Do people with lisps know they have lisps? If so, is it possible for them to correct their lisps through independent effort?
People with lisps do know they have them.
I know that when young it is possible to correct a lisp. I don’t know about older folks though.
my brother is my cite
An acquaintance of mine from university had a lisp as a child. It would only re-appear when she was really nervous. Yes, she knew she had a lisp. She’d taken some kind of speech therapy to correct it, so I never heard it. She just told me about it because we had to do a presentation in a lecture hall, and public speaking made her nervous enough that it might re-appear.
And it did, but only barely noticeably. If she hadn’t told me ahead of time I probably would’t have even noticed.
I don’t think it’s possible to make a blanket answer to either question. I’m sure there are many people aware of their lisps as well as many who do not realize they have one. The cause of the lisp would affect the ability of the aware person to correct it.
I had a thick lisp when I was seven. I wasn’t aware of it until my teacher put me in speach therapy. The existance of speach therapy indicates that in some cases it is possible to correct a lisp with training and practice. In my case, however, the lisp was present because I had no front teeth (as is the case in many seven year olds). When they grew back my lisp was greatly reduced, but I still had people telling me I sounded like Cindy Brady when I was 13yrs old. This is not something a 13yr old wants to hear.
Now in adulthood, I don’t notice a lisp. When I ask people if they think I have one, they say I do not. So I suppose I must have corrected it.
I am tho thorry.
I had a lisp as a result of tongue-thrusting during my ‘s’ phonetics as a child. I never noticed - it was just the way I talked, and only after my speech therapist showed me pictures of my immature but already ruggedly handsome smile did I notice the unmistakable pink of my tongue mashing the back of my teeth.
Had I grown older without correcting it, however, I’m sure it would have been noticeable. I have some minor verbal idiosyncrasies still which don’t receive a lot of comments but I’m cognizant of them.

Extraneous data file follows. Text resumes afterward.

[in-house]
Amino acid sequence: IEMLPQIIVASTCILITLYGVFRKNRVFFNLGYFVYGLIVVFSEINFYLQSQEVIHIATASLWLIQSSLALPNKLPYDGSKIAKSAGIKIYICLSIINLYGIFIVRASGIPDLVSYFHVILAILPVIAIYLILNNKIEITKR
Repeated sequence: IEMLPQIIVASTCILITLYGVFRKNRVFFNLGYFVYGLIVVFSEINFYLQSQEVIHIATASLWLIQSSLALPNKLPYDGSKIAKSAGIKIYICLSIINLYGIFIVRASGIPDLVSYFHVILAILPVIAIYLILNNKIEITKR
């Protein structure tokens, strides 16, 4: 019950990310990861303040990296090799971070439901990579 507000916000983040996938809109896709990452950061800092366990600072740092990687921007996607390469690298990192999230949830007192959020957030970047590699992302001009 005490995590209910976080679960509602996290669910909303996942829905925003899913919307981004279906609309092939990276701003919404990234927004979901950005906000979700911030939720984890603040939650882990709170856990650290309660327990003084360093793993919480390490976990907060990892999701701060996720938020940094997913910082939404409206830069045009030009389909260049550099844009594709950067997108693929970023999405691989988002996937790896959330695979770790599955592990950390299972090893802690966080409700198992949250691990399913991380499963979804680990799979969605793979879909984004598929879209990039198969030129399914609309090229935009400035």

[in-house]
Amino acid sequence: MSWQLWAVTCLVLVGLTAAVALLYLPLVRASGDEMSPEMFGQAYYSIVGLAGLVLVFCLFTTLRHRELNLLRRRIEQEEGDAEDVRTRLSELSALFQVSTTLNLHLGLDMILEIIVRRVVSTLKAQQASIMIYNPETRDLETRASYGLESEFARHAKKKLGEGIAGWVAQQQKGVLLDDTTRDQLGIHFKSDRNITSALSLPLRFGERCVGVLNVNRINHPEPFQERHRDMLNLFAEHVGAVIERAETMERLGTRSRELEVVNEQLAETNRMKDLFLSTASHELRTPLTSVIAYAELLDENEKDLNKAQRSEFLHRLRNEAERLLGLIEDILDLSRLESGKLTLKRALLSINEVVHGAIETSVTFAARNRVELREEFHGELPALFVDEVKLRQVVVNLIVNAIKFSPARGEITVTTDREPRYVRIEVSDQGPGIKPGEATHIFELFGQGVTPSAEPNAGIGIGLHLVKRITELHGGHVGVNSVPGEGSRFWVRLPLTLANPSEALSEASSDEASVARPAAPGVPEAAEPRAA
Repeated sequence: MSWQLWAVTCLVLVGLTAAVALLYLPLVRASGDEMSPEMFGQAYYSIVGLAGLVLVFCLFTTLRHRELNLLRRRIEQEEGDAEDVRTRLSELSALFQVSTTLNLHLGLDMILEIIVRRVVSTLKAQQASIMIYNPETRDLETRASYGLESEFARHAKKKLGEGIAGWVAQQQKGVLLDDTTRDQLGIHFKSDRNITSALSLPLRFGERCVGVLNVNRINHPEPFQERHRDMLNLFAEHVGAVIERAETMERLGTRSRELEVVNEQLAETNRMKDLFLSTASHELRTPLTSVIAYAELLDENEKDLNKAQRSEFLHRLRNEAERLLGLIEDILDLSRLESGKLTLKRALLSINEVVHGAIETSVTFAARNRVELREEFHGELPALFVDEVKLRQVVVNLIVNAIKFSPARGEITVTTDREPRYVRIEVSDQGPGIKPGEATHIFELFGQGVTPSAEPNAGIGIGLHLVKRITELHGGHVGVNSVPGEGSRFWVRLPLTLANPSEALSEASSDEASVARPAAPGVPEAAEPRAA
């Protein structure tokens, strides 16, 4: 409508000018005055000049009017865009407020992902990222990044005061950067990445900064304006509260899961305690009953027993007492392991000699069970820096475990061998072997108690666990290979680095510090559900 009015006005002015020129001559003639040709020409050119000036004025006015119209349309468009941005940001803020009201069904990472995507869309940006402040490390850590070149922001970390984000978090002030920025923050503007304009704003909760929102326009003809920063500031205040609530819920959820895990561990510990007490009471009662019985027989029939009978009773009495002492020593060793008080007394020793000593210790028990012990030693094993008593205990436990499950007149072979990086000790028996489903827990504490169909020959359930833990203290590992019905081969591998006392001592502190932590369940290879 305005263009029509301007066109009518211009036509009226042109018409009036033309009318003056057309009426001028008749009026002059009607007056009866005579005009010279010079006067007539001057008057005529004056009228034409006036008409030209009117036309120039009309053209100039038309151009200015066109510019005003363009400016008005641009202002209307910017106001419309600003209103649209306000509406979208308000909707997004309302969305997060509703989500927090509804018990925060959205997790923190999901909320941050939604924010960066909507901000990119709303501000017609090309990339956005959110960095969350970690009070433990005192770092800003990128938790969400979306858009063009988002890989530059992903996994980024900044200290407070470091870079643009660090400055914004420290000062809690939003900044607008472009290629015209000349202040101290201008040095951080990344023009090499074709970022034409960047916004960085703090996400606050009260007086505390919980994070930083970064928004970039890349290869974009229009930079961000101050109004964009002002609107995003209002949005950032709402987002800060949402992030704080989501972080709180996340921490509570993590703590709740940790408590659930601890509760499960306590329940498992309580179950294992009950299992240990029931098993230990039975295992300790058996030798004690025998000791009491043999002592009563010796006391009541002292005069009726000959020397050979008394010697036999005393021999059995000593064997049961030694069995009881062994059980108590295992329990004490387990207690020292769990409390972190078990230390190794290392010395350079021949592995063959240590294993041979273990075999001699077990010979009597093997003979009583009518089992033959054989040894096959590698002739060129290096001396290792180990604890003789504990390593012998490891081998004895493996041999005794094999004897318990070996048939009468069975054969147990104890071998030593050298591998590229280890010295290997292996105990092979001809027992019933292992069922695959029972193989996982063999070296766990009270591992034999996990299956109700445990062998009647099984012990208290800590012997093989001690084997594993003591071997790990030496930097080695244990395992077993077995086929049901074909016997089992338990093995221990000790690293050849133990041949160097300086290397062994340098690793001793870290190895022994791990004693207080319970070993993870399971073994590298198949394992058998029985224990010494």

I have a slight lisp. Cant hear it by myself except if I listen to it on a tape.
I dated a girl whose mom had a lisp, and I brought it up one time. She got very offended and insisted that her mom did NOT have a lisp. They were so much alike I can only imagine that her mom also thought she didn’t have a lisp.
As is clear from earlier responses, the answer is “depends on the person.” I have an acquaintance who didn’t realise that he had one until he was in second- or third-year Drama, when his speech teacher told him. Nobody had thought to inform him before that, I guess.
That’s wrong: PRINC doesn’t do escape characters and in Common Lisp escape characters don’t look like that anyway. You probably just want (princ “Yes”) or maybe (format t “Yes~%”) (I forget precisely what PRINC does about newlines).
Note that Schemers can rot in Hell for all I care.
I had a lisp as a child; yes, I knew I had one.
I have a lisp that I learned from my twin sister (I spoke normally until that, according to my mother). I sure know I have it, it bothers me and I try to speak without it, but the more agitated or concentrated I am, the worse the lisp. Sigh.
I don’t get it. Were you separated until a certain age or something?
I had a lisp and some related issues, and went through a few years of speech therapy to correct them in elementary school. I still sometimes hear myself slip, especially when introducing myself - for some reason, I’ve always tended to lose the R. (Lots of people thought that my name was “Lisa” at first when I was a kid.)
I grew up with my sister in a very close relationship. My sister had the lisp from the beginning, I didn’t, but adopted her s-sound, apparently to conform (we’re talking about kids around four years old here.)